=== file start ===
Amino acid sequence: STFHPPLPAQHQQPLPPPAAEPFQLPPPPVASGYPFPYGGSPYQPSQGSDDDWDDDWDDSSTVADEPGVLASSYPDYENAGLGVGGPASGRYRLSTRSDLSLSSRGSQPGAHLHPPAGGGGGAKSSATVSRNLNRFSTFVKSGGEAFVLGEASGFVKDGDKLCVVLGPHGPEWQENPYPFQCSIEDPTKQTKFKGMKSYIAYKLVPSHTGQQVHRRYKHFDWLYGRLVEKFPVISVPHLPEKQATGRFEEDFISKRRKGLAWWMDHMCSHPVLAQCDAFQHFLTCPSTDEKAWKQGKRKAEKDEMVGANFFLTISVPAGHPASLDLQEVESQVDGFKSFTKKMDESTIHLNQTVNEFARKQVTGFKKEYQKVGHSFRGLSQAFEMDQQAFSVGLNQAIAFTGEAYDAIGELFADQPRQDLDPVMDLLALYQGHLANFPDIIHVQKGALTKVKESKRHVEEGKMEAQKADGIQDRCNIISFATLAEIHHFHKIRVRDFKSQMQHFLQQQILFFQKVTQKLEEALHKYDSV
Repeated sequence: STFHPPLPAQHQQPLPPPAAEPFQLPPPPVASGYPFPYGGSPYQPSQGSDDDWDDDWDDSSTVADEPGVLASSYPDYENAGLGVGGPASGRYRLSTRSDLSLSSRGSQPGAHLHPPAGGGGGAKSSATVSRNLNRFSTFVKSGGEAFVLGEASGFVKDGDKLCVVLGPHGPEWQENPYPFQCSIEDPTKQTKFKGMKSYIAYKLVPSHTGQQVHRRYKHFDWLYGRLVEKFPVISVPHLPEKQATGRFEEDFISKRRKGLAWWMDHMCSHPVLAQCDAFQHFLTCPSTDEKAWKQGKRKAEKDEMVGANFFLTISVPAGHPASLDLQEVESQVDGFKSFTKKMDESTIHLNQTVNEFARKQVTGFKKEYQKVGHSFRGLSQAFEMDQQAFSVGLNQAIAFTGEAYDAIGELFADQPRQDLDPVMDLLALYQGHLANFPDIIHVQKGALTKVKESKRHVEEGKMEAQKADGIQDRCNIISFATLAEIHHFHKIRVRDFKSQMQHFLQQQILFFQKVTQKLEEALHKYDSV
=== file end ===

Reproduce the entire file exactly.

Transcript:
Amino acid sequence: STFHPPLPAQHQQPLPPPAAEPFQLPPPPVASGYPFPYGGSPYQPSQGSDDDWDDDWDDSSTVADEPGVLASSYPDYENAGLGVGGPASGRYRLSTRSDLSLSSRGSQPGAHLHPPAGGGGGAKSSATVSRNLNRFSTFVKSGGEAFVLGEASGFVKDGDKLCVVLGPHGPEWQENPYPFQCSIEDPTKQTKFKGMKSYIAYKLVPSHTGQQVHRRYKHFDWLYGRLVEKFPVISVPHLPEKQATGRFEEDFISKRRKGLAWWMDHMCSHPVLAQCDAFQHFLTCPSTDEKAWKQGKRKAEKDEMVGANFFLTISVPAGHPASLDLQEVESQVDGFKSFTKKMDESTIHLNQTVNEFARKQVTGFKKEYQKVGHSFRGLSQAFEMDQQAFSVGLNQAIAFTGEAYDAIGELFADQPRQDLDPVMDLLALYQGHLANFPDIIHVQKGALTKVKESKRHVEEGKMEAQKADGIQDRCNIISFATLAEIHHFHKIRVRDFKSQMQHFLQQQILFFQKVTQKLEEALHKYDSV
Repeated sequence: STFHPPLPAQHQQPLPPPAAEPFQLPPPPVASGYPFPYGGSPYQPSQGSDDDWDDDWDDSSTVADEPGVLASSYPDYENAGLGVGGPASGRYRLSTRSDLSLSSRGSQPGAHLHPPAGGGGGAKSSATVSRNLNRFSTFVKSGGEAFVLGEASGFVKDGDKLCVVLGPHGPEWQENPYPFQCSIEDPTKQTKFKGMKSYIAYKLVPSHTGQQVHRRYKHFDWLYGRLVEKFPVISVPHLPEKQATGRFEEDFISKRRKGLAWWMDHMCSHPVLAQCDAFQHFLTCPSTDEKAWKQGKRKAEKDEMVGANFFLTISVPAGHPASLDLQEVESQVDGFKSFTKKMDESTIHLNQTVNEFARKQVTGFKKEYQKVGHSFRGLSQAFEMDQQAFSVGLNQAIAFTGEAYDAIGELFADQPRQDLDPVMDLLALYQGHLANFPDIIHVQKGALTKVKESKRHVEEGKMEAQKADGIQDRCNIISFATLAEIHHFHKIRVRDFKSQMQHFLQQQILFFQKVTQKLEEALHKYDSV